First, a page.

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Functions
As used in ordinary language, the word function indicates
dependence of a varying quantity on
another. If I tell you that your grade in this class is a function of your
overall average, you
interpret this to mean that I have a rule for translating a number in the range
of 0 to 100 into a
letter grade. More generally, suppose two sets of objects are given: set A and
set B; and
suppose that with each element of A there is associated a particular element of
B. These three
things: the two sets and the correspondence between elements comprise a
function.
A function f is a mapping from a set D to
a set T with the property that for each element d in D, f maps d to a single element of T, denoted f(d). Here D is called the domain of f, and T is called the target or codomain. We write f: D → T. We also say that f(d) is the image of d under f, and we call the set of all images the range R of f. 
A mapping might fail to be a function if it is not defined
at every element of the domain, or if
it maps an element of the domain to two or more elements in the range:
Consider the mappings shown in the diagram above. We note
that examples a and b are both
functions since every element in the first set (the domain) maps to a single
element in the second
set (the codomain or target). Note that it is fine for two elements in the
domain to map to the
same element in the codomain (as is the case in b). We point out that
example c is not a function,
since there is an element in the domain which does not map to any element in the
codomain.
Also, example d is not a function since there is an element in the domain
that maps to more than
one element in the codomain.
One way to define a function is to provide a table that shows the mapping for
each element of the
domain. For example, in a small class we might have
the set of students S = {Maria, Clara. Tom, Dick, Harry}
the set of possible grades G = {A, B, C, D, NP}
One possible function f: S → G would be:
d  f(d) 
Maria Clara Tom Dick Harry 
A B C A B 
The table completely defines the function by showing every
mapping. Note that all the
possible grades are not used, i.e., the range is not the same as the codomain.
It is still
convenient to call this a function from S to G in order to indicate the
possibilities.
The following table does not define a function from S to G, because not every
member of S is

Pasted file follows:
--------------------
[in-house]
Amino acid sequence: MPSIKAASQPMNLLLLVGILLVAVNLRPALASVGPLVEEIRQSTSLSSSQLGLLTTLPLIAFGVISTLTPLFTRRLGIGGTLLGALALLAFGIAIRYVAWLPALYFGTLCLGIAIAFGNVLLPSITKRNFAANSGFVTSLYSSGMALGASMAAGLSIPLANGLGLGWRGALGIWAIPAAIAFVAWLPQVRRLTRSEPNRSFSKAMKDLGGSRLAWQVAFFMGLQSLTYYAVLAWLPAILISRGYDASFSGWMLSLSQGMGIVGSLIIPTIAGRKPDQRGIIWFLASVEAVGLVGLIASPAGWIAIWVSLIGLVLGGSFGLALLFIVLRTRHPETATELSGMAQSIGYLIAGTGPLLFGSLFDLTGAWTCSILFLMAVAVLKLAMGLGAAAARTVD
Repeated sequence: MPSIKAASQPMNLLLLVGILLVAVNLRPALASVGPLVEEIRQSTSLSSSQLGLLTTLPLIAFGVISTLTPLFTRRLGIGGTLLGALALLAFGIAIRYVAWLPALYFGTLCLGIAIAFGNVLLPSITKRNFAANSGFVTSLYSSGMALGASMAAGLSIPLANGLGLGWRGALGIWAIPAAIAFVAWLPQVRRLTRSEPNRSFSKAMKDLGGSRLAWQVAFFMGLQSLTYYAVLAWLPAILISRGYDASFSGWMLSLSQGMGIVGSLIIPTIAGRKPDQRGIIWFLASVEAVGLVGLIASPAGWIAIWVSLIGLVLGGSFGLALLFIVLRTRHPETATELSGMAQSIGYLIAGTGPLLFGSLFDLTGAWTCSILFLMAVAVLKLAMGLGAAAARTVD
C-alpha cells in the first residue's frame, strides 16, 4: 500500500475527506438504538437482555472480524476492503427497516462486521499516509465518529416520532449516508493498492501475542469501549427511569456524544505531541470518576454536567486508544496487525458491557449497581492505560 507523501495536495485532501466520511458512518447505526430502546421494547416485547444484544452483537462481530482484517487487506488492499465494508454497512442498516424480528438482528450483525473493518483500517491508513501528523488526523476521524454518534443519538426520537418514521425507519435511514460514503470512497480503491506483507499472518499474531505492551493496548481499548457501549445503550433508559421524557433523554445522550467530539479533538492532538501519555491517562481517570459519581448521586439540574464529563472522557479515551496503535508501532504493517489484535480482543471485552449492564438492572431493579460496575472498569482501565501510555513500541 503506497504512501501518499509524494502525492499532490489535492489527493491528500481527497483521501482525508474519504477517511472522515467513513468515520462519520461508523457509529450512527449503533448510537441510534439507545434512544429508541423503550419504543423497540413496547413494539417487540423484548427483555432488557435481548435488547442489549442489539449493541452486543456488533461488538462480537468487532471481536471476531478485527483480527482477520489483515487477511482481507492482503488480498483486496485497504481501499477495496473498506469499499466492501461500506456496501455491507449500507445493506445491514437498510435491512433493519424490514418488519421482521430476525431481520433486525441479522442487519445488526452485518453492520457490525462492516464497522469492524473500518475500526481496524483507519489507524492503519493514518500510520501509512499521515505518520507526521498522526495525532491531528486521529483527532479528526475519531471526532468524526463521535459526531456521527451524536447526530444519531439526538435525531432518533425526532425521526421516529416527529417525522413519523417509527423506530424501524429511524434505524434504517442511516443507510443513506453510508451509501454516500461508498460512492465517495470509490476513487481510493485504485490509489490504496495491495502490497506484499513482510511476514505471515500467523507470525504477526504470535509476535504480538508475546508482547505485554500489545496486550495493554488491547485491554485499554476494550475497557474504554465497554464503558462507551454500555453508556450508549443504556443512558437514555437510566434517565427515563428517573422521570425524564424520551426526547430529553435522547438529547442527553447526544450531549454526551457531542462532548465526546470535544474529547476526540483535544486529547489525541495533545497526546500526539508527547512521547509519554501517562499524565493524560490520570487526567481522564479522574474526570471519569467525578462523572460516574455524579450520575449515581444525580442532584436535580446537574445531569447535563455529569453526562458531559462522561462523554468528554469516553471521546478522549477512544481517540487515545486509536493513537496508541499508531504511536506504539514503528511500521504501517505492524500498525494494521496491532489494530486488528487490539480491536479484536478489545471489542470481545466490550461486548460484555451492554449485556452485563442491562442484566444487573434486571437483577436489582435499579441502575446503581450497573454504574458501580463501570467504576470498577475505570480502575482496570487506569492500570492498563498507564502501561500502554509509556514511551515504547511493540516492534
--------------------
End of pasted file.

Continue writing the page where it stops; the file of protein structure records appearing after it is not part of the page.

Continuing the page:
mapped to a grade:
d  f(d) 
Maria Clara Tom Dick Harry 
A B C B 
The following table does not define a function from S to
G, because one member of S is
mapped to two grades :
d  f(d) 
Maria Clara Tom Dick Harry Harry 
A B C A B NP 
Another way to define a function to specify a rule for how
the function operates , rather than listing
out the mapping. For example, using the common notations
N: the set of natural numbers {1, 2, 3, ...}
Z: the set of all integers {..., 2, 1, 0, 1, 2, ...}
we could define a function f : N → N with the rule f (a) = 2a. The specification
of the domain and
codomain are considered to be part of definition, so the function g : Z → Z
where g(a) = 2a is not
the same function as f, even though the rules are the same .
Note that as in the example above, the range of these functions is not the same
as the codomain.
For example, the range of f is positive even integers, which is not the same as
N. We write
f : N → N to convey the information that everything in the range of f is a
natural number , without
commenting (until we give the rule) on whether every natural number is actually
in the range.
Types of Functions
OnetoOne Functions
A function is called onetoone, or
injective, if it maps distinct elements of the domain to distinct elements of the range. More formally, a function f is onetoone if and only if x ≠ y implies that for f(x) ≠ f(y) for all x and y in the domain of f. Another way to say this is that f(x) = f(y) implies x = y. A function is said to be an injection if it is onetoone. 
For example, the function f: N → N defined by the rule f (x)
= x^{2 }is an injection. However,
the function g: Z → Z defined by the same rule is not an injection, since g(x)
and g(x) both
map to x^{2}.
Onto Functions
A function f: A →B is called onto, or
surjective,
if and only if for every element b in B there is at least one element a in A that maps to it, i.e., there is at least one element a such that f(a) = b. Another way to say this is that the range of f is equal to its target. A function is said to be a surjection if it is onto 
For example, the function f(x) = x + 1 from the set of
integers to the set of integers is onto, since
for every integer y there is an integer x such that f(x) = y. By definition, f(x)
= y if and only if
x + 1 = y, implying that x = y – 1. So, for any y, we can find a value x so that
f(x) = y holds.
The function f(x) = x^{2 }from the set of integers to the set of integers is not
onto. This follows from
the fact that there is no integer x such that f(x) = x^{2 }= –1.
Onetoone Correspondence Functions
A function f is a onetoone correspondence, or
bijective, if it is both onetoone and onto. Such a function is called a bijection. 
The function f(x) = x + 1 from the set of integers to the
set of integers is a bijection. It is oneto
one since x + 1 = y + 1 if and only if x = y. And as we saw above, the function
is onto.
As examples, consider the four functions shown below:
Function a is onetoone and onto (it is a bijection).
Function b is onetoone, but not onto.
Function c is not onetoone, but is onto.
Function d is neither onetoone nor onto.
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